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​Q. I am hearing more and more about stormwater runoff and how it affects our environment. Considering the large amount of rain that we've seen in the last few weeks, I want to figure out how I can keep more water in my landscape instead of watching it run down the street drain. Is this a silly idea?

A. This is a great idea!! The ways we design and manage our properties directly affects Alabama's waterways – positively or negatively.

wp street trees - aug 2011 012.JPGIn natural areas such as forests, heavy rains seep into the soil. However, in human-built landscapes, water often runs from impervious surfaces such as roofs, walks, and drives directly into our waterways. This "stormwater" can significantly impact our watersheds - surface water such as rivers and lakes, and groundwater from which many of us get our drinking water.

Excessive flows of stormwater cause severe damage as it flows overland; often creating flooding and stream bank erosion. Rapidly moving, high volume runoff doesn't have time to percolate into natural areas and washes excessive sediment into rivers and streams. Muddy, cloudy water is harmful to plants and fish, giving room for invasive species to thrive. Excessive water flowing across our landscapes washes oil and lubricants from your car, and other materials into our water systems. Fertilizers and pesticides, especially when left on the driveway, are flushed into rivers and streams. These contaminants also mean a higher cost to cleaning this water before we can use it for drinking water.

To minimize the negative impacts of your landscape on our watersheds, consider these practices before applying pesticides to your landscape.
• Put the right plant in the right place. Healthy, stress-free plants suffer less from pests.
• Identify the plant first.  Be aware of its normal, healthy appearance.
• Identify the pest second. Not all suspicious characters cause problems.
• Read and abide by the pesticide label.  THE LABEL IS THE LAW.
• Avoid having leftover chemicals. When choosing chemical controls, buy and mix only what you need.
• More is not better.  Use the lowest labeled concentration rate that will get the job done.
• Protect beneficial creatures. Spot treat the pest and avoid broadcast applications of pesticide.
•Follow the label instructions for disposal. Do not put unused pesticides in household garbage containers.

Changes to your landscape design can also help reduce the adverse effects of stormwater runoff.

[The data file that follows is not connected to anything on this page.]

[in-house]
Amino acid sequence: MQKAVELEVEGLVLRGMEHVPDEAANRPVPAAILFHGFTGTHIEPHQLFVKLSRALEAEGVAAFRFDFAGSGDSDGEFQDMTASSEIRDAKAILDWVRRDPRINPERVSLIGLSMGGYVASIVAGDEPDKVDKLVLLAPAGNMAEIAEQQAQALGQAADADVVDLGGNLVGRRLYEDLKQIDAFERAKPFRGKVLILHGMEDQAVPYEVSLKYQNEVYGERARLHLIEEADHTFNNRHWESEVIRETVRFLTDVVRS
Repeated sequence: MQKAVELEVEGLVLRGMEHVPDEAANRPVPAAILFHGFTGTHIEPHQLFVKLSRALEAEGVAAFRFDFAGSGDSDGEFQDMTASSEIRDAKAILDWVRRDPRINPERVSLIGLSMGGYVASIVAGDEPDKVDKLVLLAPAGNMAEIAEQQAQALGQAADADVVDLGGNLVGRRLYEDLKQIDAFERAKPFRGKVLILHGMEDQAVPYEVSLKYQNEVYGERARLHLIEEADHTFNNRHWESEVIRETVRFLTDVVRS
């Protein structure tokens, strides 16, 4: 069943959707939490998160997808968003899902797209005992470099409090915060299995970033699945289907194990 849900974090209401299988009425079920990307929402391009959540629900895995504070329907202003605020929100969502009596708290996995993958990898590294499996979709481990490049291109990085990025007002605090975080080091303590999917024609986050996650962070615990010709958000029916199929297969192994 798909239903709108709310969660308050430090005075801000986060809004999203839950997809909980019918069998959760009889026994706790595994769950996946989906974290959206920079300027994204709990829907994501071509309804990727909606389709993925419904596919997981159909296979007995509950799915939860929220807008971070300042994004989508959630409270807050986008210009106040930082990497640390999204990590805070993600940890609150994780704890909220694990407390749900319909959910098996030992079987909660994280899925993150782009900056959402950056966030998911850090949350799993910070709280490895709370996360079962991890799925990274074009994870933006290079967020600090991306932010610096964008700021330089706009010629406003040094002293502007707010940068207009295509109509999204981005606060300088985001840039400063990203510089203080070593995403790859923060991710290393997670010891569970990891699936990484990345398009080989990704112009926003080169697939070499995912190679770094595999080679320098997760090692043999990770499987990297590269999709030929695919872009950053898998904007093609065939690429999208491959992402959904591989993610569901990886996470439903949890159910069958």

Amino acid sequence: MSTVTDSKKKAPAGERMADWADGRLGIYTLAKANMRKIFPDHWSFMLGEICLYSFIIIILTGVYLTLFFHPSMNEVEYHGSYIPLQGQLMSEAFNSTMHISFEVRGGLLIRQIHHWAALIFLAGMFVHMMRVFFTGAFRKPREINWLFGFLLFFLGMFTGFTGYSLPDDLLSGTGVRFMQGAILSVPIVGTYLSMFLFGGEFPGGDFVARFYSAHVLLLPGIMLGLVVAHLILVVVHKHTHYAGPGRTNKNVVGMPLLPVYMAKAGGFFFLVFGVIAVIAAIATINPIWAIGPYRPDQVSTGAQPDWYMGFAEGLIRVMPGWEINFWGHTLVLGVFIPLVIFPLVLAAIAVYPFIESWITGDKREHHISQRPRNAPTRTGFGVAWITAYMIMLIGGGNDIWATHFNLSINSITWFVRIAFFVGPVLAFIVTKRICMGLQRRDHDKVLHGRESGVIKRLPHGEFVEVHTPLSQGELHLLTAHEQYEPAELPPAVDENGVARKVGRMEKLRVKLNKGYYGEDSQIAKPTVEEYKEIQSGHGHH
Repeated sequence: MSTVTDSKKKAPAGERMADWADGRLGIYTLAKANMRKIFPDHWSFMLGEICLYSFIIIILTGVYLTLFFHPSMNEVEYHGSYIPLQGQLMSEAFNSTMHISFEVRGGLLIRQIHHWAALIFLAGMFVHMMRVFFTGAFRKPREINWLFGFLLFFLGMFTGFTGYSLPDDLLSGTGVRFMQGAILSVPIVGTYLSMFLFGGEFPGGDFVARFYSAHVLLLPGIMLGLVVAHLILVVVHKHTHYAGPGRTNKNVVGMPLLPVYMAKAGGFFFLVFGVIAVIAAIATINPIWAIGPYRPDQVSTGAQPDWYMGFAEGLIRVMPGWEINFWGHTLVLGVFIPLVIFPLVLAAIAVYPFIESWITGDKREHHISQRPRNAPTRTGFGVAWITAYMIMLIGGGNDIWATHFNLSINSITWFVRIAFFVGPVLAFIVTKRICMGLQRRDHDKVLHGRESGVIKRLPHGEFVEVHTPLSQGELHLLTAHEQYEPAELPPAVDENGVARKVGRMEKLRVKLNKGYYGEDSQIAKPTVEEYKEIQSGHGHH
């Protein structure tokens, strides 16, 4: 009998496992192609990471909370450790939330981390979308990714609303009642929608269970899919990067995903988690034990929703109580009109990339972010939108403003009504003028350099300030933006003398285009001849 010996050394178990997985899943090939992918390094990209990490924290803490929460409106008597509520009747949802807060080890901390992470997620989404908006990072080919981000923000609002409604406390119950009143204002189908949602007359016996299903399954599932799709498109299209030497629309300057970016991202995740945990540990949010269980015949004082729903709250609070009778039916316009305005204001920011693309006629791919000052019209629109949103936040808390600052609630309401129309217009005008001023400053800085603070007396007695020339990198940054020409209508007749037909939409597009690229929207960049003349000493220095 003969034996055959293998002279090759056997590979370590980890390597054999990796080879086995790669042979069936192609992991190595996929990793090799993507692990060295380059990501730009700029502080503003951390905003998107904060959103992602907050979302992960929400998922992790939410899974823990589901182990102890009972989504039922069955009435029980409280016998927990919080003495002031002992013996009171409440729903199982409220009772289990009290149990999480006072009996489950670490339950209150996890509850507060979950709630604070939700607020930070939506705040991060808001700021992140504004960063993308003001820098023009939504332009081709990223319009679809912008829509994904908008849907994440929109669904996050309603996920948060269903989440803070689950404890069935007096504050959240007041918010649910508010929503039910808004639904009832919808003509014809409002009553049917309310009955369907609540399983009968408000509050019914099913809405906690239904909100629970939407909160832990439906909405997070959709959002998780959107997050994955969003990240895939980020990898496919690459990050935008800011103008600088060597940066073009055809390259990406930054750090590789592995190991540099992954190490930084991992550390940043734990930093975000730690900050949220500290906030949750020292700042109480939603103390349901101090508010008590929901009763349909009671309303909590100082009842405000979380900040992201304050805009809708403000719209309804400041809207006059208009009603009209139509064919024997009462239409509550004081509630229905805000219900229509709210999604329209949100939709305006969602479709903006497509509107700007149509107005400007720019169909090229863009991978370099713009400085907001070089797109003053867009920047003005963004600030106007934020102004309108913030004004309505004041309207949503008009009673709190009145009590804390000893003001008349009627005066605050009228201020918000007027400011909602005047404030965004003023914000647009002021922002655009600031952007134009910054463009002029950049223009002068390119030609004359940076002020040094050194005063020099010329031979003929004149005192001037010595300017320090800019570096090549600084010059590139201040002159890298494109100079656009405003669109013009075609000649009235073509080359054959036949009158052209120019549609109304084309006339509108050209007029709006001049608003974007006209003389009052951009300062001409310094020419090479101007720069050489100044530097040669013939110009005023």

--Drip-line infiltration trench. This is simply a trench, about 18-inches wide and about 8-inches deep, with crushed stone of various sizes in layers, under the roof drip line. Think of it as a dry stream bed. It captures heavy roof runoff, allowing it to seep into the soil naturally. It works best in sandy or well-drained soils; otherwise you may need to install a perforated PVC pipe as well in the trench.

--Pervious walkways and patios. Or install strips of permeable material surrounding or disecting a large paved area. Lay bricks, flagstones, or other pavers in a bed of sand or small gravel. Water can soak between pavers into a stone reservoir underneath if the area receives excess water. You can find pervious pavers for driveways, as well.

--Rain barrels. Place these large drums, often plastic and 55-gallon capacity or similar, under downspouts to collect water for later use in watering plants. Make sure and empty between rains to ensure there is enough space to capture runoff from large storms. Cisterns are larger capacity versions.

--Rain gardens. These bowl-shaped gardens utilize soil, mulch, and plants to absorb runoff and allow it to then seep into the soil naturally. When making your selections, do a little research to find plants that will handle dry periods as well as standing in water for a short amount of time. Native flood-plain plants often fit the bill.

--Water bar. If you have a moderately steep path, drive, or walk, consider adding one of these. Bury a 6- or 8-inch wide rot-resistant timber across the path at an angle, with a trench of similar depth on the upward side, lined with geotextile (like weed barrier) fabric and filled with crushed stone. As water flows down the slope it will soak into the trench, then the timber directs it to the side where it can infiltrate.

Everyone can contribute to maintaining high water quality for Alabama.  Learn more by using our Smart Yard information at www.aces.edu .

written by Bethany A. O'Rear of the Alabama Cooperative Extension System, C. Beaty Hanna Horticulture & Environmental Center, which is based at the Birmingham Botanical Gardens.


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